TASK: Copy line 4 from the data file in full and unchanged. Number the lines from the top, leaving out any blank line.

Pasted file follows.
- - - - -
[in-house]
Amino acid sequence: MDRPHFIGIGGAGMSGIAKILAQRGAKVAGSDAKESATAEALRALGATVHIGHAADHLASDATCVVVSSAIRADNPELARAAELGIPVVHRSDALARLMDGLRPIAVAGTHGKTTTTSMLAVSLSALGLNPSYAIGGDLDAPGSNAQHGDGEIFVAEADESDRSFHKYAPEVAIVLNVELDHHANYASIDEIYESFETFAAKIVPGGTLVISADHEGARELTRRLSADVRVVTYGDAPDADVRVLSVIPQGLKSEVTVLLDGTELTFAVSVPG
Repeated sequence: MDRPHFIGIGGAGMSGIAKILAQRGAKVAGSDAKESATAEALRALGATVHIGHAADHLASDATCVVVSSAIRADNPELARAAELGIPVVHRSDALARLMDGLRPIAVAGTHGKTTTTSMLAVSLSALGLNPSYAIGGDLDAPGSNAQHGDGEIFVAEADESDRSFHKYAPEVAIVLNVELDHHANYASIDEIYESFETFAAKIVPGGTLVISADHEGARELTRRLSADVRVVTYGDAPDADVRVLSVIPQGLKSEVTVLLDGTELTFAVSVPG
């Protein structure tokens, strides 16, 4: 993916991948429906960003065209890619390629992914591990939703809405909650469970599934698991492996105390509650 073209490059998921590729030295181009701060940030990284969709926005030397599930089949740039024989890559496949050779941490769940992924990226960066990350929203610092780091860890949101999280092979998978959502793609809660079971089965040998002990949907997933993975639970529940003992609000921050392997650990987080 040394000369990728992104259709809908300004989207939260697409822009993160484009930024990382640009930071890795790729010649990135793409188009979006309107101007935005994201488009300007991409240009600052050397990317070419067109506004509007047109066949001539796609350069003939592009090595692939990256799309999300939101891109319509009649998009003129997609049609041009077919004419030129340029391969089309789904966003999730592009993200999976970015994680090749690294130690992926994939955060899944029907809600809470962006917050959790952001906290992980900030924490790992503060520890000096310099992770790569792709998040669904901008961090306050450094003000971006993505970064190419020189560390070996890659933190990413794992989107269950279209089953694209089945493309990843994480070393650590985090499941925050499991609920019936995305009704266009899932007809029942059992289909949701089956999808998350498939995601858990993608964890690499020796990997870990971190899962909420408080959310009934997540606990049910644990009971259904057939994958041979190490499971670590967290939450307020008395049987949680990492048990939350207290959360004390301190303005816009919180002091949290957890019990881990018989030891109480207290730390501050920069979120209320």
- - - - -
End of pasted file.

């Protein structure tokens, strides 16, 4: 993916991948429906960003065209890619390629992914591990939703809405909650469970599934698991492996105390509650 073209490059998921590729030295181009701060940030990284969709926005030397599930089949740039024989890559496949050779941490769940992924990226960066990350929203610092780091860890949101999280092979998978959502793609809660079971089965040998002990949907997933993975639970529940003992609000921050392997650990987080 040394000369990728992104259709809908300004989207939260697409822009993160484009930024990382640009930071890795790729010649990135793409188009979006309107101007935005994201488009300007991409240009600052050397990317070419067109506004509007047109066949001539796609350069003939592009090595692939990256799309999300939101891109319509009649998009003129997609049609041009077919004419030129340029391969089309789904966003999730592009993200999976970015994680090749690294130690992926994939955060899944029907809600809470962006917050959790952001906290992980900030924490790992503060520890000096310099992770790569792709998040669904901008961090306050450094003000971006993505970064190419020189560390070996890659933190990413794992989107269950279209089953694209089945493309990843994480070393650590985090499941925050499991609920019936995305009704266009899932007809029942059992289909949701089956999808998350498939995601858990993608964890690499020796990997870990971190899962909420408080959310009934997540606990049910644990009971259904057939994958041979190490499971670590967290939450307020008395049987949680990492048990939350207290959360004390301190303005816009919180002091949290957890019990881990018989030891109480207290730390501050920069979120209320």